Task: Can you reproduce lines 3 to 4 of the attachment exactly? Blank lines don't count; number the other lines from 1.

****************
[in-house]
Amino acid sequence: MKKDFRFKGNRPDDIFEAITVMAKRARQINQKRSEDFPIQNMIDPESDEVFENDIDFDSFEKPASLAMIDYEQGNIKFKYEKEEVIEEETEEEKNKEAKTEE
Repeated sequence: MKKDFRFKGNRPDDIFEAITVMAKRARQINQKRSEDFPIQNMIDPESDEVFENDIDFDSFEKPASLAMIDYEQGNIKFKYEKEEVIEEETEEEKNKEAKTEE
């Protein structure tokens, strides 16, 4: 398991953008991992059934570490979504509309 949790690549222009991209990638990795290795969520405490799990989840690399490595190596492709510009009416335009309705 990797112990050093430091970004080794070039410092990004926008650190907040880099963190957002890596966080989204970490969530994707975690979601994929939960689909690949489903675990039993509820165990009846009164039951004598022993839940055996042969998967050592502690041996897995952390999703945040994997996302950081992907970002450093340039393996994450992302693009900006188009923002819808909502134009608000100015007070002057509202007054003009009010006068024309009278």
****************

Repeated sequence: MKKDFRFKGNRPDDIFEAITVMAKRARQINQKRSEDFPIQNMIDPESDEVFENDIDFDSFEKPASLAMIDYEQGNIKFKYEKEEVIEEETEEEKNKEAKTEE
């Protein structure tokens, strides 16, 4: 398991953008991992059934570490979504509309 949790690549222009991209990638990795290795969520405490799990989840690399490595190596492709510009009416335009309705 990797112990050093430091970004080794070039410092990004926008650190907040880099963190957002890596966080989204970490969530994707975690979601994929939960689909690949489903675990039993509820165990009846009164039951004598022993839940055996042969998967050592502690041996897995952390999703945040994997996302950081992907970002450093340039393996994450992302693009900006188009923002819808909502134009608000100015007070002057509202007054003009009010006068024309009278």